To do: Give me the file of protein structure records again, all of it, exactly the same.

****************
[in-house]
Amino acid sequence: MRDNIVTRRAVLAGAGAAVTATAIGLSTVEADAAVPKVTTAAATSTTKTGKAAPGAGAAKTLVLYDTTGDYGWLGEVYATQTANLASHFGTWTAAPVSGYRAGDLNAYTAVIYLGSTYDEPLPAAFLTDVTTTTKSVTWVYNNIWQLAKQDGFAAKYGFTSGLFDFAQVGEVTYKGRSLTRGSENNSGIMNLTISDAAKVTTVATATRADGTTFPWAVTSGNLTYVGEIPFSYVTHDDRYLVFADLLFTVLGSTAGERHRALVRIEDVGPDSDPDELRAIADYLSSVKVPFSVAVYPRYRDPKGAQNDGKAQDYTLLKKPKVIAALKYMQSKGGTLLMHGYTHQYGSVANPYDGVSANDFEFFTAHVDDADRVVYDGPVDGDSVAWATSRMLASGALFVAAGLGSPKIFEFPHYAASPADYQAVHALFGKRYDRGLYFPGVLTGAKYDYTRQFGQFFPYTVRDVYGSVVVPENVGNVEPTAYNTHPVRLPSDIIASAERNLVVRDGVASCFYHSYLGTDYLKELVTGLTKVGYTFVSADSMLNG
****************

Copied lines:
[in-house]
Amino acid sequence: MRDNIVTRRAVLAGAGAAVTATAIGLSTVEADAAVPKVTTAAATSTTKTGKAAPGAGAAKTLVLYDTTGDYGWLGEVYATQTANLASHFGTWTAAPVSGYRAGDLNAYTAVIYLGSTYDEPLPAAFLTDVTTTTKSVTWVYNNIWQLAKQDGFAAKYGFTSGLFDFAQVGEVTYKGRSLTRGSENNSGIMNLTISDAAKVTTVATATRADGTTFPWAVTSGNLTYVGEIPFSYVTHDDRYLVFADLLFTVLGSTAGERHRALVRIEDVGPDSDPDELRAIADYLSSVKVPFSVAVYPRYRDPKGAQNDGKAQDYTLLKKPKVIAALKYMQSKGGTLLMHGYTHQYGSVANPYDGVSANDFEFFTAHVDDADRVVYDGPVDGDSVAWATSRMLASGALFVAAGLGSPKIFEFPHYAASPADYQAVHALFGKRYDRGLYFPGVLTGAKYDYTRQFGQFFPYTVRDVYGSVVVPENVGNVEPTAYNTHPVRLPSDIIASAERNLVVRDGVASCFYHSYLGTDYLKELVTGLTKVGYTFVSADSMLNG